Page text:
Researchers showed for the first time that a protein called trefoil factor 3, or TFF3, can be found in higher concentrations in the peritoneal cavity of endometriosis patients. This suggested that TFF3 may be linked to inflammatory processes and the overall progression of endometriosis.
TFF3 is expressed in different tissues, including the uterus, and is associated with tissue recovery and cell proliferation and differentiation. This protein was found to be upregulated in many cancers, including endometrial cancer, and in experimental cell lines of estrogen-responsive breast cancer after estrogen treatment. TFF3 was shown to be involved in inflammatory processes and immune responses, but also plays a key role in maintaining the tissues’ surface integrity.
As endometriosis is an estrogen-dependent disease characterized by inflammatory processes, the authors of the study hypothesized that TFF3 could be involved in the remodeling processes of the endometrial tissue.
They collected peritoneal fluid (PF) from the peritoneal cavity, the area between the peritoneum — the external thin layer of the abdomen — and the organs of 34 women with confirmed endometriosis and from a control group of 16 women without the disease.
The authors found that endometriosis patients had increased levels of TFF3 in their PF when compared to the control group. This result was further confirmed in animal models of endometriosis.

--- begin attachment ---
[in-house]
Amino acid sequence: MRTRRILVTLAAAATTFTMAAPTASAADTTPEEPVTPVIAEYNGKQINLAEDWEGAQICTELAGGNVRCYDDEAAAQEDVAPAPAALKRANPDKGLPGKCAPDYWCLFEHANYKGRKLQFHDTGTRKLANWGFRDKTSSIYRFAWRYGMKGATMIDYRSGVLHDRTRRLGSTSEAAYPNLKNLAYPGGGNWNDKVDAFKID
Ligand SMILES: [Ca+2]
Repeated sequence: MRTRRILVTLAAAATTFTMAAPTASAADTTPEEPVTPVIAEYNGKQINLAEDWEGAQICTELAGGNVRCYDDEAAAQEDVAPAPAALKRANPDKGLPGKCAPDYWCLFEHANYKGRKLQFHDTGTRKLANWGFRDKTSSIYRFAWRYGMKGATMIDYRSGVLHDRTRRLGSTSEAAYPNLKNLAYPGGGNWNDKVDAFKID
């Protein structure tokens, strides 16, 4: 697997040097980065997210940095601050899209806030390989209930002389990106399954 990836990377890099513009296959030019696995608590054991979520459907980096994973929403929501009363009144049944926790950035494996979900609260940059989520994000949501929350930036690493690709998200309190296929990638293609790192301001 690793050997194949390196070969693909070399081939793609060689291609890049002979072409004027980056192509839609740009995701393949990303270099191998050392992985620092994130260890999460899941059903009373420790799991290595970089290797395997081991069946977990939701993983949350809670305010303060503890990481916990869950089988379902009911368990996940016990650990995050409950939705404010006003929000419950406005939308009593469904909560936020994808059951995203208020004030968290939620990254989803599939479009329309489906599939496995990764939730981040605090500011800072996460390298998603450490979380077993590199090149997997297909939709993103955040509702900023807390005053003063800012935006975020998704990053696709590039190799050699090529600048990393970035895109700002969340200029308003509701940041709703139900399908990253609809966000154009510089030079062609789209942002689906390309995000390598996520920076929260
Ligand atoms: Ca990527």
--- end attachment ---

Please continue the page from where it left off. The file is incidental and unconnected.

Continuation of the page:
They also found that the levels of this protein were positively correlated with several markers commonly elevated in endometriosis, such as cancer antigen (CA) 125, CA 19-9, IL-8, MCP-1, and MMP-7. Some of these markers are associated with inflammatory processes and others with tissue remodeling, suggesting that TFF3 may participate in these processes in endometriosis.
“The correlation of elevated TFF3 levels with these markers might be one hint for the involvement of TFF3 in the pathogenesis of endometriosis,” the authors wrote.
Analysis of blood levels of TFF3 in 80 patients with endometriosis and 44 controls without the disease showed no differences between the groups. Because it was not detected, this protein could not qualify as a potential diagnostic marker for endometriosis, the authors said.
However, the authors found that the blood levels of TFF3 would vary accordingly with the menstrual cycle. This can be explained by its pro-inflammatory activity and hormone-dependent responsiveness.
Overall, results of this study suggest that TFF3 may be involved in tissue remodeling affecting the endometrium and the surrounding peritoneal environment, favoring the development and progression of endometriosis.
“Additional studies are needed to determine the exact role of TFF3 in the development and progression of endometriosis and its regulation throughout the menstrual cycle of women,” the authors concluded.
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